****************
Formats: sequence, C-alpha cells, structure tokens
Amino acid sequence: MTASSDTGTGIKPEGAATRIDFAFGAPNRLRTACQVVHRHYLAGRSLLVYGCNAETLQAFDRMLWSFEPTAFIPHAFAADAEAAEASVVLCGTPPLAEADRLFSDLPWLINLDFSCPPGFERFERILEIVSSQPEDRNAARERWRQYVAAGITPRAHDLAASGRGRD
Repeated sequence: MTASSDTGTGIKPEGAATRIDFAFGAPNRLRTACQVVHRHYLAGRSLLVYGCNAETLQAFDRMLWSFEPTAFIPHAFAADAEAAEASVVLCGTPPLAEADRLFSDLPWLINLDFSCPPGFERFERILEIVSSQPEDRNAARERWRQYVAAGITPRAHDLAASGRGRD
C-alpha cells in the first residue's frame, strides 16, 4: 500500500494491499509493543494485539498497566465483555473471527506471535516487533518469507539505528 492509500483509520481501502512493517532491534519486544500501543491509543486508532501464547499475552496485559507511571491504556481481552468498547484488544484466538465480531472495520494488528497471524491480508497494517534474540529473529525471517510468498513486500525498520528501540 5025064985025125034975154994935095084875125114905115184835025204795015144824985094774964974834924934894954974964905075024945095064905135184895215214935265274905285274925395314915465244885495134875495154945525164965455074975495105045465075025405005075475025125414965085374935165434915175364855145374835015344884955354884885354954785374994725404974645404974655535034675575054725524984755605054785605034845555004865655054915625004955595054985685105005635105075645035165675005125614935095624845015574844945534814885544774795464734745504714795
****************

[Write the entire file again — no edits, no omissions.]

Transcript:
Formats: sequence, C-alpha cells, structure tokens
Amino acid sequence: MTASSDTGTGIKPEGAATRIDFAFGAPNRLRTACQVVHRHYLAGRSLLVYGCNAETLQAFDRMLWSFEPTAFIPHAFAADAEAAEASVVLCGTPPLAEADRLFSDLPWLINLDFSCPPGFERFERILEIVSSQPEDRNAARERWRQYVAAGITPRAHDLAASGRGRD
Repeated sequence: MTASSDTGTGIKPEGAATRIDFAFGAPNRLRTACQVVHRHYLAGRSLLVYGCNAETLQAFDRMLWSFEPTAFIPHAFAADAEAAEASVVLCGTPPLAEADRLFSDLPWLINLDFSCPPGFERFERILEIVSSQPEDRNAARERWRQYVAAGITPRAHDLAASGRGRD
C-alpha cells in the first residue's frame, strides 16, 4: 500500500494491499509493543494485539498497566465483555473471527506471535516487533518469507539505528 492509500483509520481501502512493517532491534519486544500501543491509543486508532501464547499475552496485559507511571491504556481481552468498547484488544484466538465480531472495520494488528497471524491480508497494517534474540529473529525471517510468498513486500525498520528501540 5025064985025125034975154994935095084875125114905115184835025204795015144824985094774964974834924934894954974964905075024945095064905135184895215214935265274905285274925395314915465244885495134875495154945525164965455074975495105045465075025405005075475025125414965085374935165434915175364855145374835015344884955354884885354954785374994725404974645404974655535034675575054725524984755605054785605034845555004865655054915625004955595054985685105005635105075645035165675005125614935095624845015574844945534814885544774795464734745504714795